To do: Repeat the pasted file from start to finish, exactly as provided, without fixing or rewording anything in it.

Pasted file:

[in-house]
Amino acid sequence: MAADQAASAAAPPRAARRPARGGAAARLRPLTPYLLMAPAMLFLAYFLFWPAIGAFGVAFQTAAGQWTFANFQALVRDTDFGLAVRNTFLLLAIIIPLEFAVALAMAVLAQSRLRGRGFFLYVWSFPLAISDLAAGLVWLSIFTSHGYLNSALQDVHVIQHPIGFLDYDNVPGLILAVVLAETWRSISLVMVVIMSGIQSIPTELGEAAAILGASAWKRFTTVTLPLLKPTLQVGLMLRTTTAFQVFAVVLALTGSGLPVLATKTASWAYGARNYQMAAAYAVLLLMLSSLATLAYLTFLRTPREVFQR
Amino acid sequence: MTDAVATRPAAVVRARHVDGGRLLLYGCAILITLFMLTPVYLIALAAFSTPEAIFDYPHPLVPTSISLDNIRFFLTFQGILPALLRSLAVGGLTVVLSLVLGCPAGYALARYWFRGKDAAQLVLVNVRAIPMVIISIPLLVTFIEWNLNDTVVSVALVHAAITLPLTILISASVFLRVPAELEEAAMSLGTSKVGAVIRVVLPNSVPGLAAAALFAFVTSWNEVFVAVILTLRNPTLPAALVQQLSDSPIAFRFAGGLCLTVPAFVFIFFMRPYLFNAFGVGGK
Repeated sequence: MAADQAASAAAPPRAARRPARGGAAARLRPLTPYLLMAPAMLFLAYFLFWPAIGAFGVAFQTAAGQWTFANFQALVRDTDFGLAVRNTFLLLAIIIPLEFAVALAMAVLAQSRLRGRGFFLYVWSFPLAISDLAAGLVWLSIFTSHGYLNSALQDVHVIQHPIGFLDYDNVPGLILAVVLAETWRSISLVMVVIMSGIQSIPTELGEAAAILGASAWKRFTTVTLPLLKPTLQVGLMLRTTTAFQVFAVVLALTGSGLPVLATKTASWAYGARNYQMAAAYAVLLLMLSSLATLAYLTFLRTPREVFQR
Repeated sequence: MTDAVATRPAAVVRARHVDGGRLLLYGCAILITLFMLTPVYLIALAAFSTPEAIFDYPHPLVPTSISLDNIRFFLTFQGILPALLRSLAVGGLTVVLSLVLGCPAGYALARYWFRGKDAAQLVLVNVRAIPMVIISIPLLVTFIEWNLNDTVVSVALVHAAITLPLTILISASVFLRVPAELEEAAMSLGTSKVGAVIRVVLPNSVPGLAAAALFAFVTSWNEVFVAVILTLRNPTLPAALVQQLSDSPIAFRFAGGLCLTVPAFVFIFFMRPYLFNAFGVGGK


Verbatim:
[in-house]
Amino acid sequence: MAADQAASAAAPPRAARRPARGGAAARLRPLTPYLLMAPAMLFLAYFLFWPAIGAFGVAFQTAAGQWTFANFQALVRDTDFGLAVRNTFLLLAIIIPLEFAVALAMAVLAQSRLRGRGFFLYVWSFPLAISDLAAGLVWLSIFTSHGYLNSALQDVHVIQHPIGFLDYDNVPGLILAVVLAETWRSISLVMVVIMSGIQSIPTELGEAAAILGASAWKRFTTVTLPLLKPTLQVGLMLRTTTAFQVFAVVLALTGSGLPVLATKTASWAYGARNYQMAAAYAVLLLMLSSLATLAYLTFLRTPREVFQR
Amino acid sequence: MTDAVATRPAAVVRARHVDGGRLLLYGCAILITLFMLTPVYLIALAAFSTPEAIFDYPHPLVPTSISLDNIRFFLTFQGILPALLRSLAVGGLTVVLSLVLGCPAGYALARYWFRGKDAAQLVLVNVRAIPMVIISIPLLVTFIEWNLNDTVVSVALVHAAITLPLTILISASVFLRVPAELEEAAMSLGTSKVGAVIRVVLPNSVPGLAAAALFAFVTSWNEVFVAVILTLRNPTLPAALVQQLSDSPIAFRFAGGLCLTVPAFVFIFFMRPYLFNAFGVGGK
Repeated sequence: MAADQAASAAAPPRAARRPARGGAAARLRPLTPYLLMAPAMLFLAYFLFWPAIGAFGVAFQTAAGQWTFANFQALVRDTDFGLAVRNTFLLLAIIIPLEFAVALAMAVLAQSRLRGRGFFLYVWSFPLAISDLAAGLVWLSIFTSHGYLNSALQDVHVIQHPIGFLDYDNVPGLILAVVLAETWRSISLVMVVIMSGIQSIPTELGEAAAILGASAWKRFTTVTLPLLKPTLQVGLMLRTTTAFQVFAVVLALTGSGLPVLATKTASWAYGARNYQMAAAYAVLLLMLSSLATLAYLTFLRTPREVFQR
Repeated sequence: MTDAVATRPAAVVRARHVDGGRLLLYGCAILITLFMLTPVYLIALAAFSTPEAIFDYPHPLVPTSISLDNIRFFLTFQGILPALLRSLAVGGLTVVLSLVLGCPAGYALARYWFRGKDAAQLVLVNVRAIPMVIISIPLLVTFIEWNLNDTVVSVALVHAAITLPLTILISASVFLRVPAELEEAAMSLGTSKVGAVIRVVLPNSVPGLAAAALFAFVTSWNEVFVAVILTLRNPTLPAALVQQLSDSPIAFRFAGGLCLTVPAFVFIFFMRPYLFNAFGVGGK